mead cohen berger shevtsova garfinkle michta grygiel blankenhorn
Terror in Nigeria
Nobody Can Stop Boko Haram

The crisis in Nigeria is getting worse as hundreds of thousands of refugees flee Boko Haram, now that it is “hitting its stride.” The WSJ:

Local authorities said Tuesday that in a fresh exodus from violence, hundreds of people continued to flee Gwoza, a town of about 50,000 near Nigeria’s remote border with Cameroon that suspected Boko Haram fighters overran last Wednesday. Boko Haram has made the surrounding Borno state the epicenter of its insurrection against Nigerian soldiers, Christians and—increasingly—civilians who stand in its way. […]

Manzo Ezekiel, a spokesman for Nigeria’s National Emergency Management Agency, estimated that 3 million Nigerians are facing “serious humanitarian challenges” because a breadwinner has been killed in the turmoil or they are too scared to plant the crops they will need to survive through the dry season.

One of Boko Haram’ s core goals is to drive Christians out of the mostly Islamic north. At the same time, it is fighting to wrest control of the region away from traditional northern power brokers: hereditary sultans whose power dates from pre-British times, heads of Sufi brotherhoods, and various military and political figures. Neither Nigeria’s government nor the Muslim leaders in the north have been able to stop the terror group’s march toward these two objectives. The army is both brutal and ineffective. The government’s economic development plans have been hobbled by corruption, and its local administration in large areas is increasingly paralyzed by fear.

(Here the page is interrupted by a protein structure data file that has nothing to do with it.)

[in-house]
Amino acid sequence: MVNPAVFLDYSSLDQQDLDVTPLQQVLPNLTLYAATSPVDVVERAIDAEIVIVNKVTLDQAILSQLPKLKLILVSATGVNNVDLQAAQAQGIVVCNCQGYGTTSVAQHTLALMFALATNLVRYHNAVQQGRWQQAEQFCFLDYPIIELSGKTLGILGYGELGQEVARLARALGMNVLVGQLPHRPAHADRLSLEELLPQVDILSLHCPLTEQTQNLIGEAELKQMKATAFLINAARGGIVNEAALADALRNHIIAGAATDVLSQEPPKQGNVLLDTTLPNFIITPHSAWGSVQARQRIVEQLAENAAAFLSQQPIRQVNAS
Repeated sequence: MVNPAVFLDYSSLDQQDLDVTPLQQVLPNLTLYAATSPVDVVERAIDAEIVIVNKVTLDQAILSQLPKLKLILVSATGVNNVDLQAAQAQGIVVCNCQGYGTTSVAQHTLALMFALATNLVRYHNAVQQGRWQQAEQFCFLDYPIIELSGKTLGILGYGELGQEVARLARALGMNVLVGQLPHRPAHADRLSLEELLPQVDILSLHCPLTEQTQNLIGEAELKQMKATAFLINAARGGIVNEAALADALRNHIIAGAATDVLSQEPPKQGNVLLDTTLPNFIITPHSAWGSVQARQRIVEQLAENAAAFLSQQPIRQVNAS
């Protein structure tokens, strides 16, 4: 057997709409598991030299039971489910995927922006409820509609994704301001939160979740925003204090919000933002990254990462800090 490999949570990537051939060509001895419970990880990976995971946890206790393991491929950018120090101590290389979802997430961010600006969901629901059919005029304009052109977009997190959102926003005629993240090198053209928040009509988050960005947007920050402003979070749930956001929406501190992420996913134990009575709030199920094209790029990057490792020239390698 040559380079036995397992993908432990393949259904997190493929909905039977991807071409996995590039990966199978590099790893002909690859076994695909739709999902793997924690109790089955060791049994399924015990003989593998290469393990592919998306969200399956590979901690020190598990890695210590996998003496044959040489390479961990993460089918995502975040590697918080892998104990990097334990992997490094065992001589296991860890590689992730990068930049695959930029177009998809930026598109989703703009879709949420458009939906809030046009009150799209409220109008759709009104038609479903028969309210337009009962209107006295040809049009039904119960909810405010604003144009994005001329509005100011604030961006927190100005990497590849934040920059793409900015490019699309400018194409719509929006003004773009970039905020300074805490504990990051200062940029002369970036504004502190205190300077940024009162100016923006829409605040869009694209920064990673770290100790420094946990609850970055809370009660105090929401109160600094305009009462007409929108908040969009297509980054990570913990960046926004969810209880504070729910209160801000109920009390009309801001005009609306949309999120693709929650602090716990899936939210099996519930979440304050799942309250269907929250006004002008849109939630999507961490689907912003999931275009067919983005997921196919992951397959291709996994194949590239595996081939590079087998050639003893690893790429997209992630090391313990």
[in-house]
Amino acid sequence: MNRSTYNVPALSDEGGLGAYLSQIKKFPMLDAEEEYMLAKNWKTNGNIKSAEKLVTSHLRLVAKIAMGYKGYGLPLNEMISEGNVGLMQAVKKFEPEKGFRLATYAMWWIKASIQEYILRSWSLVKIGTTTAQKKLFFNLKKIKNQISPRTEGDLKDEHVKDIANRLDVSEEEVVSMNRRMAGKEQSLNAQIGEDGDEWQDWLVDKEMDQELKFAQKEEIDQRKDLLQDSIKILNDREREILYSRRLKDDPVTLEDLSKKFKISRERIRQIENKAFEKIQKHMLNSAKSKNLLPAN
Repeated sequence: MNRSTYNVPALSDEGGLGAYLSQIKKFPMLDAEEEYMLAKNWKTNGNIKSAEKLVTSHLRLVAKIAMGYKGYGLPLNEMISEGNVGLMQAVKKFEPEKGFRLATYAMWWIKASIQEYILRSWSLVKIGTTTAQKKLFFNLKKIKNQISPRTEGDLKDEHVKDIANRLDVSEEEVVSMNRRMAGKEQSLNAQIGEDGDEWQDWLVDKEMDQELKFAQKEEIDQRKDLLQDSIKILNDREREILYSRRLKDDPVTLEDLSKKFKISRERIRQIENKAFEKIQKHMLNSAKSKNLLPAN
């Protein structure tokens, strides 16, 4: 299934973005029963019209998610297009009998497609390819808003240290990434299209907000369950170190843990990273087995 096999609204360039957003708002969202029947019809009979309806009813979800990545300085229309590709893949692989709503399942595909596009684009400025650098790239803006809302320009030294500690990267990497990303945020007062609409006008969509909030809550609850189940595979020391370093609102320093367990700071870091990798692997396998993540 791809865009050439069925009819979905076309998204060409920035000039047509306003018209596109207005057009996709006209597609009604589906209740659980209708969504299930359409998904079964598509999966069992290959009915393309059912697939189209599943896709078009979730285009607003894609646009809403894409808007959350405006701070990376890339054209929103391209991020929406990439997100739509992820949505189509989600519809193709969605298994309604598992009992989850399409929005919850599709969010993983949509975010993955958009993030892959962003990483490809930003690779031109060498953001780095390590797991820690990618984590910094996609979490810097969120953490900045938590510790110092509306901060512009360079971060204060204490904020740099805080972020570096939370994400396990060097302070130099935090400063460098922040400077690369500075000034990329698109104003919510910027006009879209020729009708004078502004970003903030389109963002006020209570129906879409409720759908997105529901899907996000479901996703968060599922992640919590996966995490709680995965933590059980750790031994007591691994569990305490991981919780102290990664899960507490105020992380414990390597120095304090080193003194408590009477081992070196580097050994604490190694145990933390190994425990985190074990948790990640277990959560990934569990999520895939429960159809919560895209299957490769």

However, to the extent that ethnic and religious cleansing deepens Nigeria’s divides, the stability of the whole country is affected. Generally speaking, the south is wealthier than the Muslim north, both because the oil is there and because southern Nigeria has embraced globalization more wholeheartedly. Soon, the Christians in the south may start to fight back.

Features Icon
show comments
  • Andrew Allison

    Let’s be absolutely clear that the horrors being inflicted upon Christians in the North are the result of Nigerian misgovernment. The country ranks among the most corrupt in the world and, as the post elucidates, governance in the North has been essentially feudal. It is extremely unlikely that Boko Haram will be satisfied with ejecting Christians from the North, or that the South can resist them. Callous as it may be, Nigeria is reaping what it has sown. The question is what, if anything, should the rest of the world do about it? Simply put, is the world ready, willing and able to embark on another Crusade? I think not, especially given the more immediate threat posed by ISIS.

    • Gene

      “When a man knows he is to be
      hanged in a fortnight, it concentrates his mind wonderfully.” Don’t give up on them so quickly.

    • Johnny May

      Blaming corrupt politicians for the violence is wrong for it absolves the perpetrators of those gruesome crimes of their responsibility. The mismanagement of the Nigerian government like the sectarian policies of Maliki in Iraq have certainly provided the ground on only which insurgencies like ISIS or Boko Haram could flourish, but neither have created them. Sure, with a better administration they would have never gotten off the ground and fought against in their infancies.

      When someone leaves the door to his house unlocked, he certainly must concede neglect or carelessness. But ultimately it is the burglar that is the criminal, as he still entered the home on his own and wasn’t “made to” do it.

  • FriendlyGoat

    “Somebody” is going to stop Boko Haram. The questions are: At what cost? —and— After what has been lost?

© The American Interest LLC 2005-2016 About Us Masthead Submissions Advertise Customer Service